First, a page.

The Catholic Church is this true church
The typical view of Protestants is that the early church was the true church but it quickly fell into apostasy. (Of course, there is no general agreement on when this apostasy began.) Then the Reformers finally recreated the true church by studying the Bible. But this claim can't be true. Consider that the Reformers themselves can't agree on many of the important details and that they disagree about many key doctrines and practices. In discussing the foundation for their faith I have observed that many Protestants will quickly abandon Martin Luther. But he is the one who came up with the distinctive Protestant doctrines such as Sola Scriptura and Sola Fide.
My answer to this dilemma: The Church — Good & Bad
This article is the outcome of my intensive study of Catholicism. The Catholic Church makes remarkable claims about the Bible in relationship to (1) tradition, and to (2) Christian doctrine. A few of the claims are:
Most Protestants have ideas about the Catholic Church and Catholic doctrine which are completely wrong. This is because the Protestant church has made a concerted effort to discredit Catholicism.
The following are the correct views of what the Catholic Church really teaches.
There are many biblical passages that provide the foundations for Catholicism. But note that these passages don't "prove" the claims of Catholicism, rather, it is the interpretation of these passages by the Catholic Church which provides the basis for understanding them as supporting the Catholic view. Protestants will typically be horrified by a statement like this, but really, this is no different than what Protestants do. A theologian, such as Martin Luther or John Calvin, derives a doctrinal formulation from a particular interpretation of various biblical passages and declares it to be correct. The real question is "who is the proper authority for interpreting the Bible?"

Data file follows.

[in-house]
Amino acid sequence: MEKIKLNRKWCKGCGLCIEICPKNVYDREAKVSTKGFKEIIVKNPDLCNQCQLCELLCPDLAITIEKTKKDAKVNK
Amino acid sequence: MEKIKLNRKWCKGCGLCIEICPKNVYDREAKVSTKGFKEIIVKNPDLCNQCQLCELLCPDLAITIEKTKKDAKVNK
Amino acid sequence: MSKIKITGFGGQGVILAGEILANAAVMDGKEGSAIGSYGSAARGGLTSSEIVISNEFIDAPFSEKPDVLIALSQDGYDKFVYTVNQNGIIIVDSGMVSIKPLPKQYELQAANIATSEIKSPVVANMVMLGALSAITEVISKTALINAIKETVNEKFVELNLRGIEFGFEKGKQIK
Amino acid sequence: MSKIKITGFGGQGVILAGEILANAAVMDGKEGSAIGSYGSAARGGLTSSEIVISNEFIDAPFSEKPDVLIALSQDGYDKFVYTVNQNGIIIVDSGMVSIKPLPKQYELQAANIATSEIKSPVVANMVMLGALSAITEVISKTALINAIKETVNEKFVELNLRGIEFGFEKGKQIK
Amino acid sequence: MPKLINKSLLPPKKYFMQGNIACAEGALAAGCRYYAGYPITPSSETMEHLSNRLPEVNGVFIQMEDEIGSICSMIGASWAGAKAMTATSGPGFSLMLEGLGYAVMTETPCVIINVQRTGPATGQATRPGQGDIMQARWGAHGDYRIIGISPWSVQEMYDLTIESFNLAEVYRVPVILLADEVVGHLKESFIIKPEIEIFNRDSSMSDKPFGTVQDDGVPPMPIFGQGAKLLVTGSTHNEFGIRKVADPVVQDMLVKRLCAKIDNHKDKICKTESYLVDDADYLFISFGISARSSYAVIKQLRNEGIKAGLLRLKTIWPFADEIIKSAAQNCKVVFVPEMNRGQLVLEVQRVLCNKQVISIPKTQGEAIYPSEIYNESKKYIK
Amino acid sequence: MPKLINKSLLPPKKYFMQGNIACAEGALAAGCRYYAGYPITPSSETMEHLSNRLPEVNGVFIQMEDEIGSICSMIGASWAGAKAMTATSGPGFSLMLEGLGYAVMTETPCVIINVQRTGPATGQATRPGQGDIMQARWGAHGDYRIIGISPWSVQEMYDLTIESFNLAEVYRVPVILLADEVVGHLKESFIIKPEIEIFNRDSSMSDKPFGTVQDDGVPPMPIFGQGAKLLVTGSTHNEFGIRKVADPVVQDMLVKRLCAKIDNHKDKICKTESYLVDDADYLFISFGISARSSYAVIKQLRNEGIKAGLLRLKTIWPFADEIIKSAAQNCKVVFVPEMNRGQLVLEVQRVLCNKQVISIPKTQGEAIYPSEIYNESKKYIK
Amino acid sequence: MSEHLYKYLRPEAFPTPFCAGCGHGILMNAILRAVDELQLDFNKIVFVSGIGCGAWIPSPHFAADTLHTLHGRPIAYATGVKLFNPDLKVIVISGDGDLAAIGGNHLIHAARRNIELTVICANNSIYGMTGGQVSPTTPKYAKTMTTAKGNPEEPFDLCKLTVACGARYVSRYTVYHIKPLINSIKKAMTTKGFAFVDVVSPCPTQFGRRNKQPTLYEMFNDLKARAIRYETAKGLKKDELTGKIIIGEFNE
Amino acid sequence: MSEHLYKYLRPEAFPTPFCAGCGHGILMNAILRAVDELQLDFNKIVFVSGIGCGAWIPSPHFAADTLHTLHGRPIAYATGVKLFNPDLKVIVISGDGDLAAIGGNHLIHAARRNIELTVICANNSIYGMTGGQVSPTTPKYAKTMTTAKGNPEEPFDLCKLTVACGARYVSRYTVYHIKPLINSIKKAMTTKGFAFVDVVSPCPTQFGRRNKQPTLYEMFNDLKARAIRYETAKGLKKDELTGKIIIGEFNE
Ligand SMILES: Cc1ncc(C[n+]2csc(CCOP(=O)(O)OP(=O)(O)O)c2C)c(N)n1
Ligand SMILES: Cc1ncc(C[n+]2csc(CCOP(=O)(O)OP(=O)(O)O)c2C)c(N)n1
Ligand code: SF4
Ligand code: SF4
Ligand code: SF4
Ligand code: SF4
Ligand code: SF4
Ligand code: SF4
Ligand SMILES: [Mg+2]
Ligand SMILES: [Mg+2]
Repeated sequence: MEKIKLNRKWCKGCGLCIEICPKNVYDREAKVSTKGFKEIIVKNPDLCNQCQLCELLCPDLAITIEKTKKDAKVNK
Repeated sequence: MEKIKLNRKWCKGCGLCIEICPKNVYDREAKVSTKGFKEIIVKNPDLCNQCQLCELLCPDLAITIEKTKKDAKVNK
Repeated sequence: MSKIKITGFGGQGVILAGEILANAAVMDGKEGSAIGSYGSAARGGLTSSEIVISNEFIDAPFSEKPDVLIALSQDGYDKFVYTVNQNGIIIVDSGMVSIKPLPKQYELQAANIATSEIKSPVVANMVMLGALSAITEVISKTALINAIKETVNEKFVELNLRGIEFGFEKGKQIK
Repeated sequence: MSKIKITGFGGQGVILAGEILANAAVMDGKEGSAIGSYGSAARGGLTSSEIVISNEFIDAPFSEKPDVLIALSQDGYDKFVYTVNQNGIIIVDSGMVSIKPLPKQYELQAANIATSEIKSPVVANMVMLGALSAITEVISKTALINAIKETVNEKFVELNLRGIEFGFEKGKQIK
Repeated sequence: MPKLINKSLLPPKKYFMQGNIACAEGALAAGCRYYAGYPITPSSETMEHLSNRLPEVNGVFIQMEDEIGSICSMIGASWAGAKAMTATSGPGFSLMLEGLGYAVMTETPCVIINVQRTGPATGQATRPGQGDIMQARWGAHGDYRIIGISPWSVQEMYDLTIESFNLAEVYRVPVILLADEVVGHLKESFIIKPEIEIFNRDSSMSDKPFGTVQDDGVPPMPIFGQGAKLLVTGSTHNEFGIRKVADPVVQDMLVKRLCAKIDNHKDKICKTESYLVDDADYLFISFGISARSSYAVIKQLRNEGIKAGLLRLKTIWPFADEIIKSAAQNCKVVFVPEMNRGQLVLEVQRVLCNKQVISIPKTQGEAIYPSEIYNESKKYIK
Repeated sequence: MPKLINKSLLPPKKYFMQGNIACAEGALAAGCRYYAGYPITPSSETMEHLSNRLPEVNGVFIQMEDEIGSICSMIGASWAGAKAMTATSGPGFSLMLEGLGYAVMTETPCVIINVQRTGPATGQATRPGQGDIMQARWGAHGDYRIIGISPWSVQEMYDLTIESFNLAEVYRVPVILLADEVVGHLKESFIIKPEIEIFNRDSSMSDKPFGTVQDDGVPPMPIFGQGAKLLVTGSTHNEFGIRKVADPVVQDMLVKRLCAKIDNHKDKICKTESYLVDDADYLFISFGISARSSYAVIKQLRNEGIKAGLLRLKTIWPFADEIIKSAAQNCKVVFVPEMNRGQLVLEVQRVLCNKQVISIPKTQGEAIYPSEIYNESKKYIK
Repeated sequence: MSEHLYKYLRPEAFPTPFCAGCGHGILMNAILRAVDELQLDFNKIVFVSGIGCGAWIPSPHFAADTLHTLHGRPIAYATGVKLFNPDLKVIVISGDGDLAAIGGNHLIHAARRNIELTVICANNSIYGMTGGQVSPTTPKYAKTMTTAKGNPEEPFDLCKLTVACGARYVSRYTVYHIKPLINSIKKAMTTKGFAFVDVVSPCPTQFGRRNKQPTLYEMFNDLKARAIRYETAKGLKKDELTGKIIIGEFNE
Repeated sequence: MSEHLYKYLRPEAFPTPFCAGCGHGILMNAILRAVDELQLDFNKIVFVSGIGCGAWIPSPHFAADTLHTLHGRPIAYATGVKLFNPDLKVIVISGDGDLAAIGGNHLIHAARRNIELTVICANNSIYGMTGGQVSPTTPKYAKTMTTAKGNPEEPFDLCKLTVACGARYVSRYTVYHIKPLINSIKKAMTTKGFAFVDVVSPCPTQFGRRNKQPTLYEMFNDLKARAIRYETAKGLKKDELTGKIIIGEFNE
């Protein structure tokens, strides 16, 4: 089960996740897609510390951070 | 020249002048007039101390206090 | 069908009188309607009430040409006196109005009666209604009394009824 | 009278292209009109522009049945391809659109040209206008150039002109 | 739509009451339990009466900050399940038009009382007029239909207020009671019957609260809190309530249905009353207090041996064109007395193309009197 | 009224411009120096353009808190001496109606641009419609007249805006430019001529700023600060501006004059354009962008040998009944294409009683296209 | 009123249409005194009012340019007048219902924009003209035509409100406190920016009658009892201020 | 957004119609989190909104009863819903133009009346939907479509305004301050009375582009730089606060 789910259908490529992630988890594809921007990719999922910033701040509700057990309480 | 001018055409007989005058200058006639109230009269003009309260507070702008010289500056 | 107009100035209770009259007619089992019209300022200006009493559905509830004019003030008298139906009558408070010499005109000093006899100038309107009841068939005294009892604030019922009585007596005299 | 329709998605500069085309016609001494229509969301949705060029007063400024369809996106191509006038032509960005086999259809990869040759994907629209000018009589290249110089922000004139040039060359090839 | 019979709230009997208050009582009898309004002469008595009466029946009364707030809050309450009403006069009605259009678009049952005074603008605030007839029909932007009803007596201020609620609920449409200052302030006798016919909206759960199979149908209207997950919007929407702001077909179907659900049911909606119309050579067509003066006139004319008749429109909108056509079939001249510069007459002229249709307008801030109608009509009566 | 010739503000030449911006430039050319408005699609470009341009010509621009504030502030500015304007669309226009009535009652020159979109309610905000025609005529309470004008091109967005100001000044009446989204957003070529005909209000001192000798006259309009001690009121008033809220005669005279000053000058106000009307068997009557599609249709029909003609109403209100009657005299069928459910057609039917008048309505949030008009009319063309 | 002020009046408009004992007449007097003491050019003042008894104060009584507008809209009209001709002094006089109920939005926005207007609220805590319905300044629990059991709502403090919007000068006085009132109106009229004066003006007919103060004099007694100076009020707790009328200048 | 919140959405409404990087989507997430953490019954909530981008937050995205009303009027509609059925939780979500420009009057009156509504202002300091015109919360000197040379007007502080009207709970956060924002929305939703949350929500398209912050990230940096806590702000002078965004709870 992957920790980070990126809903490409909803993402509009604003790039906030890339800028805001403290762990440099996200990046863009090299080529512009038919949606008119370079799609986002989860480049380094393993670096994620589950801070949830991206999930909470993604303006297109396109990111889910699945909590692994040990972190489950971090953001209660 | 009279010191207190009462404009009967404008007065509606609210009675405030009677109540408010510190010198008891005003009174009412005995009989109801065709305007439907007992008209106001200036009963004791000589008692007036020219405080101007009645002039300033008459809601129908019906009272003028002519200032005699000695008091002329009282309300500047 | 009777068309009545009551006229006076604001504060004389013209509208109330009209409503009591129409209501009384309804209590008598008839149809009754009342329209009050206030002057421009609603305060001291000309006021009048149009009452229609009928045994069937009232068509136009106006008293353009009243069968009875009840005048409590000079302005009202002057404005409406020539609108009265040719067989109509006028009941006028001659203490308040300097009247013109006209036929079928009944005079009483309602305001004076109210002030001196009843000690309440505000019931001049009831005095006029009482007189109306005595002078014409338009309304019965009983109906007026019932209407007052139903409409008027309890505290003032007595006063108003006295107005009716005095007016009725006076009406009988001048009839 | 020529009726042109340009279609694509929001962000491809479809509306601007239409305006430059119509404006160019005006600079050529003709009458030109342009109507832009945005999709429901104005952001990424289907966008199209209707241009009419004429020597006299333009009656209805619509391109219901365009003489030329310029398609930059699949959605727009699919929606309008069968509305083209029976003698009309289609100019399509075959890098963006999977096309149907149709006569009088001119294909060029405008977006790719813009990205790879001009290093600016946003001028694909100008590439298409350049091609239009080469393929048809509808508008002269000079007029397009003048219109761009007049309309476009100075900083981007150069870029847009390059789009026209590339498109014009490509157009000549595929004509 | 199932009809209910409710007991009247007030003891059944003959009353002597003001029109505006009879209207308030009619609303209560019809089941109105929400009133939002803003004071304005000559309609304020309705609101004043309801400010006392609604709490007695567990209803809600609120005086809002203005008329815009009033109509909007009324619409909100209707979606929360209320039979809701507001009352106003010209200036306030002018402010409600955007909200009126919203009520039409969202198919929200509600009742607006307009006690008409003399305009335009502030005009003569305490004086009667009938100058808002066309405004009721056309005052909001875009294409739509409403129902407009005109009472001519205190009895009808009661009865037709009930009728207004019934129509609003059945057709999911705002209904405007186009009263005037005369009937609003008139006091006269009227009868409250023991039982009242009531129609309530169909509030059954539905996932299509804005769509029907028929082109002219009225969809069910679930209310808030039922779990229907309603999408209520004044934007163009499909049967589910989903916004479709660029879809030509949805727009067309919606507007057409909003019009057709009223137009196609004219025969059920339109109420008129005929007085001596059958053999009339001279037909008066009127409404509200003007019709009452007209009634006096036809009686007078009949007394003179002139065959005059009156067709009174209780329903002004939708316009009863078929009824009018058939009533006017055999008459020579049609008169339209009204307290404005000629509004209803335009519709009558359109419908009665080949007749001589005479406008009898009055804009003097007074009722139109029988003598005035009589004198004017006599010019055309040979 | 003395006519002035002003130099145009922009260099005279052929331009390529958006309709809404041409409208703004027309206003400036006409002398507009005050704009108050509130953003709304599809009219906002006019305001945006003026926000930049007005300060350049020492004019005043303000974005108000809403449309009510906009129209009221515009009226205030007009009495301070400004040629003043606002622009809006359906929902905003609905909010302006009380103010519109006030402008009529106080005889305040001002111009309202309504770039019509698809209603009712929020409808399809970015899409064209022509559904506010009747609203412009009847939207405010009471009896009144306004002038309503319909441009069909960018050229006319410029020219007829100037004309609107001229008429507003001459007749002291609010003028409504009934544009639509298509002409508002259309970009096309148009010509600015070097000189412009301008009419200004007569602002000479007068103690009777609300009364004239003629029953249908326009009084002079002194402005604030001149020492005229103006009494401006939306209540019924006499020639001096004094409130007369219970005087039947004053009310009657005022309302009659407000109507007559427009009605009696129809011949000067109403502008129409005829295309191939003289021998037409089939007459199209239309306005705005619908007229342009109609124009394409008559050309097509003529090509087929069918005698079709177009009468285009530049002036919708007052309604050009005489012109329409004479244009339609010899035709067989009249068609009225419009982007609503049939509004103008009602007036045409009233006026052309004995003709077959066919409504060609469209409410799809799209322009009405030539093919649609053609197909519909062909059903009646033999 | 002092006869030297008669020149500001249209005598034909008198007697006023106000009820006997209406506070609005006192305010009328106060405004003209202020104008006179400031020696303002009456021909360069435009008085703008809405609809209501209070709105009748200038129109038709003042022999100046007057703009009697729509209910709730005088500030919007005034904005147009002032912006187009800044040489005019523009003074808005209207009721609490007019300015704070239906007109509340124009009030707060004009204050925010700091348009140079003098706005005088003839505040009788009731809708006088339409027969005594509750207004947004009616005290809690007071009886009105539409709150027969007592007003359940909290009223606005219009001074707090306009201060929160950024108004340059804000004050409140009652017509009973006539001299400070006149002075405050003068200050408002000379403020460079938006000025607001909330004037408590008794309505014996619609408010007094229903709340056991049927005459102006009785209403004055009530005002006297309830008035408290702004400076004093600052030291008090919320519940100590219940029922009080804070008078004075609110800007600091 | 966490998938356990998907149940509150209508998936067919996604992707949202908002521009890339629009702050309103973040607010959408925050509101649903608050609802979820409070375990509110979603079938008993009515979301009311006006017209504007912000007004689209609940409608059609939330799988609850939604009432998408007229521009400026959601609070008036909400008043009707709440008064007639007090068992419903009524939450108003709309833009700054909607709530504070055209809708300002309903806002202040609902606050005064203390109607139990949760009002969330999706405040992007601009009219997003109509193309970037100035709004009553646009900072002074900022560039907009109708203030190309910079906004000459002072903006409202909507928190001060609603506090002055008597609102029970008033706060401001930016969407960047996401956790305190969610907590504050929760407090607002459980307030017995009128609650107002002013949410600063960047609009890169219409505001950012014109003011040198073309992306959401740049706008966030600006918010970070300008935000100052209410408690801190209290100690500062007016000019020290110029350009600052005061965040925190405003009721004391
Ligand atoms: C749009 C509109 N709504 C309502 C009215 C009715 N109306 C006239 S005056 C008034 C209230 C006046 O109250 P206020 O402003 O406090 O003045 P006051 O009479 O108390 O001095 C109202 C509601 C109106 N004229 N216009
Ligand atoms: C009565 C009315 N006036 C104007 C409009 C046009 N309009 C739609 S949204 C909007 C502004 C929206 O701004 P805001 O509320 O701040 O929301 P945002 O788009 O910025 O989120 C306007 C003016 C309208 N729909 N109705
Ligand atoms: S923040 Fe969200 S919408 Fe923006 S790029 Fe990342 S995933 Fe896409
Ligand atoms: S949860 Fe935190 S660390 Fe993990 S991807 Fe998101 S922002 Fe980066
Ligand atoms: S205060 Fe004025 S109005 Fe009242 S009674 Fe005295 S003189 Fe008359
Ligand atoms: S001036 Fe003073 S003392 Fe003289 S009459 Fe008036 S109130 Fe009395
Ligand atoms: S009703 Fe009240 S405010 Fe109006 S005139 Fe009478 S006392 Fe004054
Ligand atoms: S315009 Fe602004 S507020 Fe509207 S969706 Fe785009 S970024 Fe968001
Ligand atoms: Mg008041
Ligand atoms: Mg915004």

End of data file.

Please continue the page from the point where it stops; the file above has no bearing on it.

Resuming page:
Following are some key Catholic doctrines and the Catholic interpretation of some of the biblical passages used to support them:
(1) Jesus intended to create one true institutional church in which the hierarchy of leaders can be traced back to the apostle Peter
And I tell you that you are Peter, and on this rock I will build my church, and the gates of Hades will not overcome it. I will give you the keys of the kingdom of heaven; whatever you bind on earth will be bound in heaven, and whatever you loose on earth will be loosed in heaven. (Matthew 16:18-19)
This passage is the cornerstone of Catholicism. Here is the Catholic interpretation: